Sal Labarbera

Holly Pera 

Holly was made San Francisco's first female detective in its 150 year history in 1998. In fact, only 15 percent of this country's homicide detectives are female. Pera says that being female was a bonus because she was always partnered with a male and "There were some people who would just seek him out because he's the male and I think that they just think that he will get it done," Pera said. "There were other people though that would seek me out, for other reasons, they would seek me out if they really needed the emotional support,"  The case that haunts her is that of Evelyn Hernandez. Hernandez was an eight month pregnant mother of a five-year-old who disappeared in 2002. Her body was found floating in the Bay and the five-year-old has never been found. Now retired, Pera works cold cases for the department. One of those is the case of Mei Leung. This nine-year-old girl was found in the basement of a residential hotel, sexually assaulted, strangled, and stabbed. Pera and her team were able to find DNA from the scene. "I will never forget the day that that report came back from the state with a hit, and the name was Richard Ramirez," Pera said. Ramirez is the infamous Night Stalker serial killer.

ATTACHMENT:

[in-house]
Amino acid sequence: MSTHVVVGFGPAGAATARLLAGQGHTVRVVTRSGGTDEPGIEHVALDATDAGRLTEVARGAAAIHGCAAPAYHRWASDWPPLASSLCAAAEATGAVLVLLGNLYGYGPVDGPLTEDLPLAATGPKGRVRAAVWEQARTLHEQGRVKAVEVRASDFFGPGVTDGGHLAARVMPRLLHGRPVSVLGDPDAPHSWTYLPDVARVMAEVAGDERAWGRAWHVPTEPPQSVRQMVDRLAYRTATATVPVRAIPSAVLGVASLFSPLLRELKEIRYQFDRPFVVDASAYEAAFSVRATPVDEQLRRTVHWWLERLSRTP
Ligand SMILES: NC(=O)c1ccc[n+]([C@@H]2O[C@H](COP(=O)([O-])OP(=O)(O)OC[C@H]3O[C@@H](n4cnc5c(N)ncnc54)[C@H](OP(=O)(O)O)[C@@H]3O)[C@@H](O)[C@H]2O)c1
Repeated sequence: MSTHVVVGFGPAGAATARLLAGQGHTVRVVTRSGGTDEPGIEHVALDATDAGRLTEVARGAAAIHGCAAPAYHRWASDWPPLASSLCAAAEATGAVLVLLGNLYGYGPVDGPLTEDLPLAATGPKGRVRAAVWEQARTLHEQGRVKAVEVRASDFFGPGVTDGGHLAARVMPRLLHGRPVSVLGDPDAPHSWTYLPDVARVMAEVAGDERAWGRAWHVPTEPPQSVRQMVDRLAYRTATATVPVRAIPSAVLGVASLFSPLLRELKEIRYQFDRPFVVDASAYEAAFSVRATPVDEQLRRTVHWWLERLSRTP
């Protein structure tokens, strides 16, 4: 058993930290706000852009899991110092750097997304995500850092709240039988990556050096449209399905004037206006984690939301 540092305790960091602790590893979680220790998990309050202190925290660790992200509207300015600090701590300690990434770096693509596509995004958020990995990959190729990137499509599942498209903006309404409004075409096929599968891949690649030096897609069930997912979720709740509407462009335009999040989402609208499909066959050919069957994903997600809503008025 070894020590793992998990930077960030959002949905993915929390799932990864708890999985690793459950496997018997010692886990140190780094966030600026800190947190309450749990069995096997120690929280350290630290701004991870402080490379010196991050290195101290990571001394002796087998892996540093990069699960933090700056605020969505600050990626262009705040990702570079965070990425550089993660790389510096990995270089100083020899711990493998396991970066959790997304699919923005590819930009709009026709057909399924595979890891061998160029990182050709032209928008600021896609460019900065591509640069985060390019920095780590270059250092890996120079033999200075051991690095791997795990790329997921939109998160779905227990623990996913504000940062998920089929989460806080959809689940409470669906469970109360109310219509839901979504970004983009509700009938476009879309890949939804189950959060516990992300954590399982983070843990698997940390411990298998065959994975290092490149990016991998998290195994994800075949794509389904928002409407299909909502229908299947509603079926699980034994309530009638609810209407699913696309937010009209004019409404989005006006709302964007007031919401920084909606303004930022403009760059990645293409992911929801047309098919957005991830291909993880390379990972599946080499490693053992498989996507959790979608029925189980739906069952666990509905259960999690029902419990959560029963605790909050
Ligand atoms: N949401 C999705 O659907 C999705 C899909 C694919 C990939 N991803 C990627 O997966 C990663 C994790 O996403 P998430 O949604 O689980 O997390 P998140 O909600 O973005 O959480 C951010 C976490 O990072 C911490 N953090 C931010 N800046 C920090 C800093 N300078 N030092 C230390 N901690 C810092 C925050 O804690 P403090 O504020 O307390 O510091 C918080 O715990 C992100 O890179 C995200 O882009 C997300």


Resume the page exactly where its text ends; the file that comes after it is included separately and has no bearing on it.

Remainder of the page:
Holly Pera

Gene Miller